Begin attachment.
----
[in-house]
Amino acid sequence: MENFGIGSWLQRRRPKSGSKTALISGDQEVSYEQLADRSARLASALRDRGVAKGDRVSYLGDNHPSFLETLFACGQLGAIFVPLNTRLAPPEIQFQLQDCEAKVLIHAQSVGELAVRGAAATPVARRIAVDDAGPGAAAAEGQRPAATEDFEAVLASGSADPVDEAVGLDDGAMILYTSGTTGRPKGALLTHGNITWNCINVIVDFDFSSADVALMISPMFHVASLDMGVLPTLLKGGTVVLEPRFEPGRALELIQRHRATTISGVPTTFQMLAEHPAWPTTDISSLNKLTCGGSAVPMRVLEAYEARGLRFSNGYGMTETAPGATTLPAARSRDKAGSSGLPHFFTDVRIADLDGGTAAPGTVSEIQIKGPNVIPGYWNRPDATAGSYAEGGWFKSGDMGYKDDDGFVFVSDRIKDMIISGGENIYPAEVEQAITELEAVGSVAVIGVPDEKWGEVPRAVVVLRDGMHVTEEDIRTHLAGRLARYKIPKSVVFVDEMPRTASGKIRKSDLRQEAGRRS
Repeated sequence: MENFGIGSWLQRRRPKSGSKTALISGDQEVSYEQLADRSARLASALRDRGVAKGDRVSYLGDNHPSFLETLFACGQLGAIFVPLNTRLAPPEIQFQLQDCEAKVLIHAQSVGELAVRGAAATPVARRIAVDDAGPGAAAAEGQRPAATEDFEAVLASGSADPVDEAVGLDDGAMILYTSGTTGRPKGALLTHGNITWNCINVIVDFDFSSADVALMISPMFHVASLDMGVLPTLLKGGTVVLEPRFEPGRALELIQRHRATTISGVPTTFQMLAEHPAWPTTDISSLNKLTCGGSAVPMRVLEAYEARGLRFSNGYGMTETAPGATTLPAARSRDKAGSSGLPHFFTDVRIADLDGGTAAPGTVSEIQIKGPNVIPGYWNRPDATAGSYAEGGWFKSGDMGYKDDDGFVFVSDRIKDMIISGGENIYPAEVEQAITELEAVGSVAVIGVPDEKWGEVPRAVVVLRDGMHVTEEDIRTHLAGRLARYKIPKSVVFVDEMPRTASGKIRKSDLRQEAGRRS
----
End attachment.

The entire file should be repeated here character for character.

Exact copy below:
[in-house]
Amino acid sequence: MENFGIGSWLQRRRPKSGSKTALISGDQEVSYEQLADRSARLASALRDRGVAKGDRVSYLGDNHPSFLETLFACGQLGAIFVPLNTRLAPPEIQFQLQDCEAKVLIHAQSVGELAVRGAAATPVARRIAVDDAGPGAAAAEGQRPAATEDFEAVLASGSADPVDEAVGLDDGAMILYTSGTTGRPKGALLTHGNITWNCINVIVDFDFSSADVALMISPMFHVASLDMGVLPTLLKGGTVVLEPRFEPGRALELIQRHRATTISGVPTTFQMLAEHPAWPTTDISSLNKLTCGGSAVPMRVLEAYEARGLRFSNGYGMTETAPGATTLPAARSRDKAGSSGLPHFFTDVRIADLDGGTAAPGTVSEIQIKGPNVIPGYWNRPDATAGSYAEGGWFKSGDMGYKDDDGFVFVSDRIKDMIISGGENIYPAEVEQAITELEAVGSVAVIGVPDEKWGEVPRAVVVLRDGMHVTEEDIRTHLAGRLARYKIPKSVVFVDEMPRTASGKIRKSDLRQEAGRRS
Repeated sequence: MENFGIGSWLQRRRPKSGSKTALISGDQEVSYEQLADRSARLASALRDRGVAKGDRVSYLGDNHPSFLETLFACGQLGAIFVPLNTRLAPPEIQFQLQDCEAKVLIHAQSVGELAVRGAAATPVARRIAVDDAGPGAAAAEGQRPAATEDFEAVLASGSADPVDEAVGLDDGAMILYTSGTTGRPKGALLTHGNITWNCINVIVDFDFSSADVALMISPMFHVASLDMGVLPTLLKGGTVVLEPRFEPGRALELIQRHRATTISGVPTTFQMLAEHPAWPTTDISSLNKLTCGGSAVPMRVLEAYEARGLRFSNGYGMTETAPGATTLPAARSRDKAGSSGLPHFFTDVRIADLDGGTAAPGTVSEIQIKGPNVIPGYWNRPDATAGSYAEGGWFKSGDMGYKDDDGFVFVSDRIKDMIISGGENIYPAEVEQAITELEAVGSVAVIGVPDEKWGEVPRAVVVLRDGMHVTEEDIRTHLAGRLARYKIPKSVVFVDEMPRTASGKIRKSDLRQEAGRRS